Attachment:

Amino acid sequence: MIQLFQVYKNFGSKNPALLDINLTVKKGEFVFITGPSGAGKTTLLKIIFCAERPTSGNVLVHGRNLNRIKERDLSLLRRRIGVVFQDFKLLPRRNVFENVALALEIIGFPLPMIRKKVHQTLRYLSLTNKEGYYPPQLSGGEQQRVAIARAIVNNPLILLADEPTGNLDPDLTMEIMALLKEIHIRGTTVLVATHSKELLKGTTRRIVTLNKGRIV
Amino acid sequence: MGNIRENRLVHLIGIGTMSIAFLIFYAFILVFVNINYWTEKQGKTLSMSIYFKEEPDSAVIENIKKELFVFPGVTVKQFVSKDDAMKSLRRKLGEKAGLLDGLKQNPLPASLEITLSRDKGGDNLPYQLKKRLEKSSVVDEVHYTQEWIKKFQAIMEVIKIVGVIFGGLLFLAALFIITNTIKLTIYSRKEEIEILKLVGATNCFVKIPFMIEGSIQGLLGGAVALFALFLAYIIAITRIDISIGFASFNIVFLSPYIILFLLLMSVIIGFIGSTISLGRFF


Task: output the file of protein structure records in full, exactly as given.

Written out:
Amino acid sequence: MIQLFQVYKNFGSKNPALLDINLTVKKGEFVFITGPSGAGKTTLLKIIFCAERPTSGNVLVHGRNLNRIKERDLSLLRRRIGVVFQDFKLLPRRNVFENVALALEIIGFPLPMIRKKVHQTLRYLSLTNKEGYYPPQLSGGEQQRVAIARAIVNNPLILLADEPTGNLDPDLTMEIMALLKEIHIRGTTVLVATHSKELLKGTTRRIVTLNKGRIV
Amino acid sequence: MGNIRENRLVHLIGIGTMSIAFLIFYAFILVFVNINYWTEKQGKTLSMSIYFKEEPDSAVIENIKKELFVFPGVTVKQFVSKDDAMKSLRRKLGEKAGLLDGLKQNPLPASLEITLSRDKGGDNLPYQLKKRLEKSSVVDEVHYTQEWIKKFQAIMEVIKIVGVIFGGLLFLAALFIITNTIKLTIYSRKEEIEILKLVGATNCFVKIPFMIEGSIQGLLGGAVALFALFLAYIIAITRIDISIGFASFNIVFLSPYIILFLLLMSVIIGFIGSTISLGRFF